Marcelo Mendes Disconzi
Department of Mathematics, Vanderbilt University

email: marcelo.disconzi at vanderbilt.edu
office: Stevenson Center 1515
phone: (615) 322 7147   fax: (615) 343 0215
mail to: 1326 Stevenson Center, Vanderbilt University, Nashville TN 37240

Vanderbilt












Marcelo Mendes Disconzi
MATH 234 - Spring 13

General Information.
For a description of the course, including the grading policy, consult the course syllabus. Students are responsible for reading the syllabus and being aware of all the course and university's policies.

Textbook: An introduction to partial differential equations, by Yehuda Pinchover and Jacob Rubinstein.

Time and Location: Tuesday and Thursday, 2:35pm–3:50pm, Stevenson Center 1120.

Contact Information and Office hours.
Lecturer's office: Stevenson Center 1222.
Lecturer's email: marcelo.disconzi@vanderbilt.edu.
Lecture's office hours: Tuesday and Thursday 11:00am–12:00pm, Tuesday 1:00pm–2:00pm, or by appointment,  at the lecturer's office.
Lecturer's office phone: 322-1998.
General Math Office: Stevenson Center 1326, phone: 322-6672.

Resources and extra material.
If you need to brush up your Calculus skills, there is a nice set of lecture notes by Gregory Naber, containing several examples, at:

http://www.pages.drexel.edu/~gln22/Lecture%20Notes%20on%20Calculus.htm

If typically you can learn things only by seeing tons of examples, you should have a look at the textbooks "Schaum's outline of Partial Differential Equations" (or one of their variants), which contains more than 1000 problems solved. It can be found in the library or bought by a reasonable price on Amazon.

Exams.

Test 1
Thu, Feb 28, in class
Test 2
Tue, Apr 30, 9:00am (location TBA)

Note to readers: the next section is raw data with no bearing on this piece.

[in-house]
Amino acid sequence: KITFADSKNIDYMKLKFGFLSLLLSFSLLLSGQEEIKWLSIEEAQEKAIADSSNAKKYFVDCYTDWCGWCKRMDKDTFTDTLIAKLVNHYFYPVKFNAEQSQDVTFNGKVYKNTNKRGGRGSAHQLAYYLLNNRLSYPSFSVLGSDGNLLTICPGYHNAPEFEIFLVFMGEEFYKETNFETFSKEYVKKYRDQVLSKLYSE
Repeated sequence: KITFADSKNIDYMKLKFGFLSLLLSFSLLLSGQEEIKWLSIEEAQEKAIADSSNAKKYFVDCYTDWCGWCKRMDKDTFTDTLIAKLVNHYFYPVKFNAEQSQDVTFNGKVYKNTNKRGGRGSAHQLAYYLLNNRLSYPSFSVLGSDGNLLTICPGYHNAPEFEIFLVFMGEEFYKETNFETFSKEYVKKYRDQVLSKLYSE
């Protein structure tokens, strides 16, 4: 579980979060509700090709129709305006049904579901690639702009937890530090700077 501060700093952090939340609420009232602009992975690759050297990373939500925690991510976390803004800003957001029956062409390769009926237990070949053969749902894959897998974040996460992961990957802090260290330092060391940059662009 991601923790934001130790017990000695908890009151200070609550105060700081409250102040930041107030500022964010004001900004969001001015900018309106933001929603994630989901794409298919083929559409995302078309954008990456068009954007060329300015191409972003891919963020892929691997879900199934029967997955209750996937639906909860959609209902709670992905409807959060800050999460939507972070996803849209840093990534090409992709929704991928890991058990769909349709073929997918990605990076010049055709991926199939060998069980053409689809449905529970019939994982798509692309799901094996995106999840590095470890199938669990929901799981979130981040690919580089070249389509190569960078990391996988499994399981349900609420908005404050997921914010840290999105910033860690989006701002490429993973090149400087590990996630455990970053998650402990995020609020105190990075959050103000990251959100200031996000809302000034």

Announcemtns.


Click here for a practice exam! And here for solutions.


Schdeule.
Below is a schedule for the course. Unless stated otherwise, all problems and sections are from the textbook.

Date
Material Covered
Suggested HW problems
Assignments Remarks
Tue Jan 8
Introduction and examples of important PDEs.
1.2 of chapter 1.


Thu Jan 10
Basic concepts (sec. 1.1, 1.2, 1.4, 1.5).
Solutions of the heat equation by separation of variables (sec. 5.1, 5.2).
1.7 of chapter 1.
These problems.
Due: Jan 18.

Tue Jan15
More on the heat equation (sec. 5.2).
Solutions of 1-d wave equation by separation of variables (sec. 5.3)
5.1 to 5.6 of chapter 5.
Problems 5.1, 5.3, 5.4, and 5.5 of chpter 5.
Due: Jan 28.

Thu Jan 17
Solutions of the wave equation by separation of variables (sec. 5.3 and a little of 5.4). 5.14 of chaper 5.

Tue Jan 22
More on separation of variables.
The energy method for the wave equation (sec 5.5).
Discussion on non-uniqueness of solutions.
5.17, 5.18 and 5.19 of chapter 5.
These problems.
Due: Feb 7.
It is useful here to review the results about existence and uniqueness of solutions for ODEs.
Thu Jan 24
Function spaces and linear operatos.
Discussion on differentiability of functions.
Do the extra credit assignment 1. Extra credit assignment.
Due: Feb 7.

Tue Jan 29
Dirichlet and Neuman problem for the Laplacian (sec. 7.1 and 7.2).